Finding Aid – Mastiff Club of America Collection

2009:003;010

Collection processed by Norma Rosado-Blake

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PROVENANCE

A gift from the Mastiff Club of America (MCOA).

ARRANGEMENT

The collection is arranged into seven series including (a) Documents; (b) Meeting minutes; (c) Publications; (d) Miscellaneous; (e) Photos; (f) Audio/Visual; (g) Chapman papers. The documents series is organized by order of importance with historical material further organized by date.  The Publications series is organized with the parent club’s newsletters first and regional newsletter thereafter. The Publication series also include catalogs which are organized with the parent club’s show first and local club organized alphabetically.

SCOPE AND CONTENT

The bulk of the collection consists of publications.  It contains the parent club’s newsletters as well as regional and some Canadian newsletters. The MCOA’s first newsletter was published in 1965 and the name The Journal was added in the Fall of 1974. The collection does contain an issue of the first newsletter from 1965; it is contained in the oversized box number one.

The Chapman papers are a collection of photographs, correspondences, registration certificates and other items from an English family who imported two dogs:  Bernardo of Pinetrees and Mattesdon Tondelayo.  Interestingly enough, the Chapman’s dog, Bernardo, was donated and preserved at Yale University Peabody Museum of Natural History as part of their breed preservation program.

The historical material in the documents series is of note for its contents which include very early meeting minutes from the club.

HISTORY

The Breed
It is a breed that evokes strength, durability and loyalty. Ancient cultures used mastiff-type dogs as a central part of their culture. There is much archeological evidence to prove this. They appear on Babylonian bas reliefs from 2,220 B.C. The Assyrians depict mastiffs on their pottery and terra cotta images. And the Greeks and Romans were known to use mastiff-type dogs as part of their daily lives.  There should be something said about the term “mastiff” which is a bit of a misnomer. Before 1800 the term wasn’t associated with any particular breed, but rather was associated with any large and strong dog. Nonetheless it’s long history is well documented.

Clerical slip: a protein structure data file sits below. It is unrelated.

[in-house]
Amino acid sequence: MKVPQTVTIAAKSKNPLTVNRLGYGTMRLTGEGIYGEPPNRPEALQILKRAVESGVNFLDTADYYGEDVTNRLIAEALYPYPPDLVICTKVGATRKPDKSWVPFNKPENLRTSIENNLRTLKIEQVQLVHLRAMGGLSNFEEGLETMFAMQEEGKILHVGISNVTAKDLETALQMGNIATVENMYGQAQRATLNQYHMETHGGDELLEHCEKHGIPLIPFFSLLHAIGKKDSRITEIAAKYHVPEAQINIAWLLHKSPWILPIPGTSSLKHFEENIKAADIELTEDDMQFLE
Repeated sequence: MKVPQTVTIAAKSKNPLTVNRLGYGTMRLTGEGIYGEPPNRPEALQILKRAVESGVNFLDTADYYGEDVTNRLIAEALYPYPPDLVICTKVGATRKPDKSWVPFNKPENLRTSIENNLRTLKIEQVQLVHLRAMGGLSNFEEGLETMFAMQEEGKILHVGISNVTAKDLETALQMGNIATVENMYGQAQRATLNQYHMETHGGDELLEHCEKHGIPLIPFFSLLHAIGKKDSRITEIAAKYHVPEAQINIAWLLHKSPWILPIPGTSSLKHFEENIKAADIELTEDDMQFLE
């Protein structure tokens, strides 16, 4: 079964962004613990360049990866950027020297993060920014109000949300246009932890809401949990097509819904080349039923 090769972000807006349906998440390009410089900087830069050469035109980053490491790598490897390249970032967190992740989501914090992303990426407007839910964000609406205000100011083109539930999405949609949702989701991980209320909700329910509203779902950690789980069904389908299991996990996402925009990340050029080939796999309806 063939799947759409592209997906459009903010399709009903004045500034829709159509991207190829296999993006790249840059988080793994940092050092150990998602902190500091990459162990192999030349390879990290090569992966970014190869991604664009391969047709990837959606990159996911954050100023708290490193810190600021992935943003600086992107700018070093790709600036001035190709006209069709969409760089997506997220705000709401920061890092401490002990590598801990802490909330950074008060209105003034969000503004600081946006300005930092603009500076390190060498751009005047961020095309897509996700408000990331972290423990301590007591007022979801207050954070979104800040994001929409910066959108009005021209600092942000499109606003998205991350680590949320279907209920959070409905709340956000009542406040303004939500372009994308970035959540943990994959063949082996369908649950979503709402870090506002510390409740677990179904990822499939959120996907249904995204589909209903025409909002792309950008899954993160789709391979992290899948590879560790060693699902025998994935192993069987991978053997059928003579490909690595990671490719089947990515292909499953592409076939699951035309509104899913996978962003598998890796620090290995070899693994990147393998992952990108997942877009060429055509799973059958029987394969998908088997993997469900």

In modern times it is believed that the mastiff was associated with primarily England, however as evidence suggests they are primarily associated with Asia and other European countries.  In England this breed was used as watchdogs and even accompanied knights and warriors into battle. Eventually a decline in mastiffs occurred when breed crossing began. As a result it was a struggle to maintain a healthy number of mastiffs and by the 20th century it was all but extinct. It was the English aristocrats that managed to protect and maintain a pure bloodline, however, this is wasn’t enough to ensure the future of the breed. So during the 1920s the English began a campaign to save the breed.  American’s also heeded this call and joined the campaign. With the founding of the Mastiff Club of America in 1929, an interest and a revival of the breed was underway. However, another set back in the breed’s development in Europe occurred with the onset of World War II and many of the English breeders were forced to export some of their finest specimens to America.

By 1932 it was estimated that there were 35 mastiffs in America with only eight registered with the American Kennel Club. At about the same time, Peach Farms owned by Patty and John Brill acquired their first mastiffs, Manthorne Peach Farm Matilda and Manthorne Mogul.  It is believed that most mastiffs of today can trace their linage back to the Peach Farm bloodlines. They produced such champions like Ch. Funk Farm Lulu, the MCOA’s national specialty Best of Breed in 1951 and Hobo the 1952 MCOA national specialty Best of Breed. They continued to raise and show dogs up until the mid-1980s.

Another important kennel established early on was owned by Colonel P. Hobart Titus.  His Manthorne kennel produced champions such as Ch. Manthorne June.